Contamination Problems at Eye Drops Manufacturing Plant Outlined in FDA Inspection Report
Federal safety inspectors have identified a number of problems at the manufacturing plant where contaminated Artificial Tears drops were produced, indicating the manufacturer failed to take the proper steps to confirm its products were sterile, which may have contributed to an ongoing bacterial infection outbreak that has resulted in cases of vision loss, eye removals and deaths.
An EzriCare and Delsam Pharma Artificial Tears recall was issued in early February, after the eye drops were linked reports of drug-resistant Pseudomonas aeruginosa infections, which sickened dozens of individuals nationwide.
Information about the Artificial Tears eye drops contamination problems first surfaced in late January, when the U.S. Centers for Disease Control and Prevention (CDC) identified a cluster of individuals experiencing bacterial infections after using EzriCare eye drops. This immediately led to calls for a recall, and a number of Artificial Tears eye drops infection lawsuits are now being filed against the manufacturers.
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All of the recalled eye drops were produced at the same Global Pharma Healthcare plant in India, which was inspected by U.S. Food and Drug investigators in late February and early March 2023. This week, the agency released an inspection report, which highlights a number of problems at the eye drops manufacturing plant.
The investigators noted that procedures “designed to prevent microbial contamination of drug products purporting to be sterile do not include validation of the sterilization process.” They found that the filtration process they put products through were not established as effective across different manufacturing conditions, and that the factory did not have enough data to confirm that its filtering process, used for sterilization, was reliable.
Inspectors also warned that the plant’s aseptic cleanroom processing areas were deficient in a number of ways, due to airflow problems, the use of surfaces that are not easily cleanable, cracked sealant, protruding nails and the use of unqualified cleanroom operators.
In addition, the inspection revealed that the company’s test methods have not been properly verified for accuracy, sensitivity, specificity, or reproducibility. They also found equipment used in manufacturing, processing, packing, or holding of drug products were not of appropriate design.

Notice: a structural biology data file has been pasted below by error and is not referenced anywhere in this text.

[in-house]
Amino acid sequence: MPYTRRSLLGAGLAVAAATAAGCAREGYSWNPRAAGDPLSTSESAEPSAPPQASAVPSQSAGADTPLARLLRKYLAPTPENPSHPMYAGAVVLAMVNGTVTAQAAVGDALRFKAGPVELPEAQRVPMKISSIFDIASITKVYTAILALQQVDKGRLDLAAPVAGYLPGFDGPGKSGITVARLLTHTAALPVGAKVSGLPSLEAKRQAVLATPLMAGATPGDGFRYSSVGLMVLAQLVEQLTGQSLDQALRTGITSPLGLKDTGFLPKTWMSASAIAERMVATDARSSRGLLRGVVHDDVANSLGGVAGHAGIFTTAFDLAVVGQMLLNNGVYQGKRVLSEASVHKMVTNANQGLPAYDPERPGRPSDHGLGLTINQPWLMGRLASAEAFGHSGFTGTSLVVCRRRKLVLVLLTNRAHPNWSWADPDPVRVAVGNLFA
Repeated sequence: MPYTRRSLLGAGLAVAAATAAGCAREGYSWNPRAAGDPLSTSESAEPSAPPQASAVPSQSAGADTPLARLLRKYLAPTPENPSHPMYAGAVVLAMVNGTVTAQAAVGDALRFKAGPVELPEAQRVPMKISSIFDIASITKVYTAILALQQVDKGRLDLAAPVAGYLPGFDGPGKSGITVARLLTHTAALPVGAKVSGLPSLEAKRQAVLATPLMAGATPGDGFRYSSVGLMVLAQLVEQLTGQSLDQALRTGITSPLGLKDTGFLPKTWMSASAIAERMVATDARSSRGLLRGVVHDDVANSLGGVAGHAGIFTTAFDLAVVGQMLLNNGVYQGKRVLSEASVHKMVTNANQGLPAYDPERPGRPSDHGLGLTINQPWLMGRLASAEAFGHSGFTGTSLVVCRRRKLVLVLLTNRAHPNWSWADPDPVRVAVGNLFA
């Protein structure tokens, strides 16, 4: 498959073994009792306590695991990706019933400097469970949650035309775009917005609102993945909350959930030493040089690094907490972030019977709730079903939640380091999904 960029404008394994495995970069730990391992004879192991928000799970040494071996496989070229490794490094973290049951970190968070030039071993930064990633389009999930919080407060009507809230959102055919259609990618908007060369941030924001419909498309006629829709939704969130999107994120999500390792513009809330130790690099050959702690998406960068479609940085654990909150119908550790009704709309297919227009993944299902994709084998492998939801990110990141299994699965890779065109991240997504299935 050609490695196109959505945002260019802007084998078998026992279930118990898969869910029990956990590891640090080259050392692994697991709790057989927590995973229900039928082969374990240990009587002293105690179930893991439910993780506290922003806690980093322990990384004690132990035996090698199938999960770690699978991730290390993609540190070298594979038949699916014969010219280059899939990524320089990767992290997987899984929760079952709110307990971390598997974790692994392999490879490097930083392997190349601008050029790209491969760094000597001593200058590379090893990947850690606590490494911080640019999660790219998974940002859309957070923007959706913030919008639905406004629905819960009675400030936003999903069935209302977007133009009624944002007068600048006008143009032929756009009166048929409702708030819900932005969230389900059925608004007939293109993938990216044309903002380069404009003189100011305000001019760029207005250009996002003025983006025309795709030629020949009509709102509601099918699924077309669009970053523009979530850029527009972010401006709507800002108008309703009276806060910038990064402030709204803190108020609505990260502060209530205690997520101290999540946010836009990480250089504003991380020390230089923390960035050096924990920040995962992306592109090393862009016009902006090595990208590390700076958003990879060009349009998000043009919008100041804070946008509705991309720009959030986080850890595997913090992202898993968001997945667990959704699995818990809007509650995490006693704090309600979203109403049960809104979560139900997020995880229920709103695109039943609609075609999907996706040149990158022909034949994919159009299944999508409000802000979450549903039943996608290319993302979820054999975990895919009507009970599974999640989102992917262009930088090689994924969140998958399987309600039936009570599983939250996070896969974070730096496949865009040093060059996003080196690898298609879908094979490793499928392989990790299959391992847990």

They inspectors criticized the company’s lack of written procedures for cleaning and maintenance of equipment, as well as many of the manufacturing plant’s quality control measures, which they found to be insufficient.
Artificial Tears Infections May Spread Person-to-Person
The latest update issued by the CDC about the Artificial Tears contamination problems indicates that at least 68 individuals from 16 different states have confirmed infections after using recalled eye drops, including at least three deaths, eight reports of vision loss and four reports of consumers needing to have an eye surgically removed.
However, now the CDC is warning that the eye drops infections may spread through person-to-person contact, meaning there may be some individuals who suffered infections who never used the recalled eye drops, but were in contact with someone who did. Several of these cases have been identified, according to the CDC, and were discovered through screenings at hospitals where clusters of infections were detected.
Health officials indicate that all consumers should be aware of the potential eye infection symptoms, which may include;
- Yellow, green, or clear discharge from the eye
- Eye pain or discomfort
- Redness of the eye or eyelid
- Feeling of something in your eye (foreign body sensation)
- Increased sensitivity to light
- Blurry vision
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